“The greatest danger, that of losing one’s own self, may pass off quietly as if it were nothing; every other loss, that of an arm, a leg, five dollars, a wife, etc., is sure to be noticed.”

Soren Kierkegaard

As a photographer I am conscious of framing.  I look for natural frames, for delineations, for that ‘golden mean’ and I think about how things will be framed on my computer or on a wall.  These frames are used to define and separate.  I use them to make clear my vision for a particular image – this is not that, it does not merge into the other, it is separate and therefore clear. It has boundaries and clarity.

As people, how do we frame ourselves? Do we create clear frames around ourselves and our vision?

My weakness is not establishing these ‘frames’ to delineate me.  As a partner it is too easy for me to submerge myself within the ‘other’.  I call it ‘making the relationship work’, but in reality it is a loss of self, a denial of my value within the partnership.  As a mother, my body  became not my own, but an incubator for the life of another, then after birth, a source of nourishment dedicated physically to another.  At work, I worked within a system that required times and plans and set communication processes; later I became a repository for others weaknesses and fears, helping them clarify their lives.

These all demands I accepted, believing that this was my role in life, my work.  In that process I began to lose the framing that made me ‘me’ and not the other.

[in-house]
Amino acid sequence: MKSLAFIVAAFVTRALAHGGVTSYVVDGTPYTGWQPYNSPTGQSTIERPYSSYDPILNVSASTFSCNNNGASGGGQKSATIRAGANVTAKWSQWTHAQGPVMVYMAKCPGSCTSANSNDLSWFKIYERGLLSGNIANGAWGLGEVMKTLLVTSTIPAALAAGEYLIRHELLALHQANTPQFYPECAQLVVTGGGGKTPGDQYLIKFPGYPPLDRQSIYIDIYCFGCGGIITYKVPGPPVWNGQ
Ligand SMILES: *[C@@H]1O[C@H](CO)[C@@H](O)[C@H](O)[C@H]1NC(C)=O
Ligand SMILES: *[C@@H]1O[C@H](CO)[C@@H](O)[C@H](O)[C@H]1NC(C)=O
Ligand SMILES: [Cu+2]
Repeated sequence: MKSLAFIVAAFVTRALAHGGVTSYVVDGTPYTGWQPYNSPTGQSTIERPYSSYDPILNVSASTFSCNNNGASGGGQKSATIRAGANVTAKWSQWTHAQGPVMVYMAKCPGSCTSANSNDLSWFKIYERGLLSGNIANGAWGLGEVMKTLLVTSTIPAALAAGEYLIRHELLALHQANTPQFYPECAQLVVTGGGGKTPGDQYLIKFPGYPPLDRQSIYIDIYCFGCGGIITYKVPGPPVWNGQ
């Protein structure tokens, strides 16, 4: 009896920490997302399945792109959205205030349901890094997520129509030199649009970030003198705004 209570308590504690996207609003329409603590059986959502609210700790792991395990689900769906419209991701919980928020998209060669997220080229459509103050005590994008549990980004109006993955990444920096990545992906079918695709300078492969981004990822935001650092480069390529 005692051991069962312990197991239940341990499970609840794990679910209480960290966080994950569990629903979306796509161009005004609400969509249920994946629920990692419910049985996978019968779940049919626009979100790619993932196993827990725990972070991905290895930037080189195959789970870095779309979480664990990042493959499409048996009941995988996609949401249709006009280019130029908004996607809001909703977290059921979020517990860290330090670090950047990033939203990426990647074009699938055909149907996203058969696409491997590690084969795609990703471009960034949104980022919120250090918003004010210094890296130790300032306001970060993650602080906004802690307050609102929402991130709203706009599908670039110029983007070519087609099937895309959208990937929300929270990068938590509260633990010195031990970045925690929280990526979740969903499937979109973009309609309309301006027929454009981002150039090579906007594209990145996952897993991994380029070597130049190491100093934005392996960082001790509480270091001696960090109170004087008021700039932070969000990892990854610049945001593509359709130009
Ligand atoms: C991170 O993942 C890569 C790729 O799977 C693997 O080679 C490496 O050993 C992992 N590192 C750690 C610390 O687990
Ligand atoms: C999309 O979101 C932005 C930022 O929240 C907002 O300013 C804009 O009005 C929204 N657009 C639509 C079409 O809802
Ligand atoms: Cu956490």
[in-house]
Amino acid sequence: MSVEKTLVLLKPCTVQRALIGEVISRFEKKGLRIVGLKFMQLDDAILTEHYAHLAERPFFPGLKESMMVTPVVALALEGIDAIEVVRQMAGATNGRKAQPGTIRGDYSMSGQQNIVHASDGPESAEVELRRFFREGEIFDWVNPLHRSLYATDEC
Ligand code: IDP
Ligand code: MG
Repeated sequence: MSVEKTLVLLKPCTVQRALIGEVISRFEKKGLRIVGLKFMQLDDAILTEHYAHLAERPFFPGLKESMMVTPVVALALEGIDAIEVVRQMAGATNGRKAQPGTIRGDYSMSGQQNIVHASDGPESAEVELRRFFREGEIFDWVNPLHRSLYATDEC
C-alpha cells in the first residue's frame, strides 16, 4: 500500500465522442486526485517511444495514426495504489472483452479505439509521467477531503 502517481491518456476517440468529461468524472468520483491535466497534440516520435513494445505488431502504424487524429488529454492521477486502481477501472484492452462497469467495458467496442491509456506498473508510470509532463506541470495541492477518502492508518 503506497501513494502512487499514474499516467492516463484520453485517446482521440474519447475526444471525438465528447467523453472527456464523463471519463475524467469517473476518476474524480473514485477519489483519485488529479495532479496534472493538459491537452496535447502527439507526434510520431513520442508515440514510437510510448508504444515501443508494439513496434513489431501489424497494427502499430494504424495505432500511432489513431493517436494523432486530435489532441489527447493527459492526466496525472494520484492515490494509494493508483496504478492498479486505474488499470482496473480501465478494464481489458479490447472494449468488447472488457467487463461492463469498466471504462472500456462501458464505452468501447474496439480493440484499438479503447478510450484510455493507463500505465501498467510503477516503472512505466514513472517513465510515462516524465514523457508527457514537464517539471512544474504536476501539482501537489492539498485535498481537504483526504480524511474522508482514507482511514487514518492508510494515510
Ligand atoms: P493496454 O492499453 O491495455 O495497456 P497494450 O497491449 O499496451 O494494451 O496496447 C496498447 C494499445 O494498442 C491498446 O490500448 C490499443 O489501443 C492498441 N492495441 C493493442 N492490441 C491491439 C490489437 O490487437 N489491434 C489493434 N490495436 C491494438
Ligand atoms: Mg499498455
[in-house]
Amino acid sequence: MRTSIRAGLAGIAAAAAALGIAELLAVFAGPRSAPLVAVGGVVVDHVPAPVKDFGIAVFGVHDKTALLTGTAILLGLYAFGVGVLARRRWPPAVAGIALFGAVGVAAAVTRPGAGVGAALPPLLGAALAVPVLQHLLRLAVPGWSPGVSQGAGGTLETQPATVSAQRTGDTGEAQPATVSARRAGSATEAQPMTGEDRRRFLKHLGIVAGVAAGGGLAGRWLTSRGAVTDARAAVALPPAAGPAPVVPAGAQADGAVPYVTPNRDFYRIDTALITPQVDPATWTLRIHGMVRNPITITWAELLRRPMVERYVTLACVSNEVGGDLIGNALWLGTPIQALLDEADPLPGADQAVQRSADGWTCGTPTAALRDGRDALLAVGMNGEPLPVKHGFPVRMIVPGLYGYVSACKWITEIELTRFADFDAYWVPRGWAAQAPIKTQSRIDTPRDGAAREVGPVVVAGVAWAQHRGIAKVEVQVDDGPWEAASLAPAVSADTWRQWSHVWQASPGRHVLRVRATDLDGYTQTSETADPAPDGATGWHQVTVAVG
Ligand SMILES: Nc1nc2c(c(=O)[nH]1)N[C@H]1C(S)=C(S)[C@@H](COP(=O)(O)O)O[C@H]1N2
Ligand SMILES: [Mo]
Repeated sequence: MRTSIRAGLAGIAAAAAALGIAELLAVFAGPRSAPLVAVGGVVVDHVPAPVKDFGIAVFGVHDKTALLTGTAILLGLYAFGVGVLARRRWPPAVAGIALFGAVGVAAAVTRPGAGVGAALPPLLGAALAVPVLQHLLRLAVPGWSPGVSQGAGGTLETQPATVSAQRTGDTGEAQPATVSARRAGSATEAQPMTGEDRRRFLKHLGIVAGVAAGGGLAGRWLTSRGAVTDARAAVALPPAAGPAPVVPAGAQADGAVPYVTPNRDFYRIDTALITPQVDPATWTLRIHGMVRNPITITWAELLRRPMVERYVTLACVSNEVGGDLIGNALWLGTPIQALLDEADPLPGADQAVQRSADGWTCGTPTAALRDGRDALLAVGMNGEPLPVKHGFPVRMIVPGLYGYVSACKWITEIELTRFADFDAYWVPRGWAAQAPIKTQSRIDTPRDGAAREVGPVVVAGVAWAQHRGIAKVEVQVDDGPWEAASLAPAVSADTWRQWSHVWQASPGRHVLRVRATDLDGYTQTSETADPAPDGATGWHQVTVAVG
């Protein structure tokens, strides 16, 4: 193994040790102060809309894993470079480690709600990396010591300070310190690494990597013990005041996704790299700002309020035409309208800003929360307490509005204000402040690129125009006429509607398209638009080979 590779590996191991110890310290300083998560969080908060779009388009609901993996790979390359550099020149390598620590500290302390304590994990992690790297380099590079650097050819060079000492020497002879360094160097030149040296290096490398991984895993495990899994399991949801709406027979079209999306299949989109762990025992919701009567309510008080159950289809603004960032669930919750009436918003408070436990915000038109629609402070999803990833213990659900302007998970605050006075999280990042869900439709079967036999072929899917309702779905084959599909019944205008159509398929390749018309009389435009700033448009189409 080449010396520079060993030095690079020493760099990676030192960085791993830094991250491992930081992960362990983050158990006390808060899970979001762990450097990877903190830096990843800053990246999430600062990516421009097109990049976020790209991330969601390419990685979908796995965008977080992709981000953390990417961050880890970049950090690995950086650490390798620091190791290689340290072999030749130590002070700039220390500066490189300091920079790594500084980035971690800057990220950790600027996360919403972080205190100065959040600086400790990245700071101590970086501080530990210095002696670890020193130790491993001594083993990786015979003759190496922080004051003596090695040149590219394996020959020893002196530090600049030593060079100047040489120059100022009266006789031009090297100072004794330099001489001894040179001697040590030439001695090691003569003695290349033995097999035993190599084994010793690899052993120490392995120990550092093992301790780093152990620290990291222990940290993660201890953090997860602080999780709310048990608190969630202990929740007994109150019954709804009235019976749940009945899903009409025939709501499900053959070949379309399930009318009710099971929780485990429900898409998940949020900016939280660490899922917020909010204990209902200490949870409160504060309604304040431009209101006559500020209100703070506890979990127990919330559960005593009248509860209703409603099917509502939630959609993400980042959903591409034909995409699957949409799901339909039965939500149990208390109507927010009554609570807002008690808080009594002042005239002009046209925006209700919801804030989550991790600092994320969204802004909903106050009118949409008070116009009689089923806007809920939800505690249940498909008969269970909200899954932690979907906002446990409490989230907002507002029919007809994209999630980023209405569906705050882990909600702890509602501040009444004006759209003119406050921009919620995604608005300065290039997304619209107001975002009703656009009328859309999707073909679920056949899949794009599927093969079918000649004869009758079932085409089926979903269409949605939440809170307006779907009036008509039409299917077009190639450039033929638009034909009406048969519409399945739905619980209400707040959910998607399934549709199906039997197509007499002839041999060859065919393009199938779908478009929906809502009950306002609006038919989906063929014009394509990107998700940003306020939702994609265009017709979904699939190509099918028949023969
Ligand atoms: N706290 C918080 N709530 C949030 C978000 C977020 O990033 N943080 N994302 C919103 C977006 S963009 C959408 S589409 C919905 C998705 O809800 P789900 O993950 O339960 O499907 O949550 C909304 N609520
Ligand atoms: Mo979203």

As children we are taught to put ourselves last, to care for others, to be considerate and thoughtful.  We are taught to fit in, to conform, not to stand out for fear of ridicule.  Rarely do our parents teach us to put our own needs first, our own self ahead of others – it would be rude and selfish.  So how and when do we start to learn about creating boundaries for ourselves?

For me, this is the most difficult lesson to learn.  I can frame and re-frame things to create difference and separation for others and in my images.  But making myself clear and distinct, my vision clearly expressed… these are the hard parts.

I need to find the parts of me that are me, and separate them from ‘other’.  ‘Other’ is not just people, but expectations, societal obligations and norms.  Some of these are so deeply ingrained that I am not sure if they are ‘me’ or ‘other’.  Separating these parts is a process of analysis, of examining each belief, thought and action to see where, why, how I decide to do or not do, be or not be.

The cost of not doing this sad, and sometimes, destructive work is the loss of me, the loss of self.  I would be just an anonymous undifferentiated  cell, not respected, not valued, merely useful.  Is this enough?

No, I will keep working, keeping framing.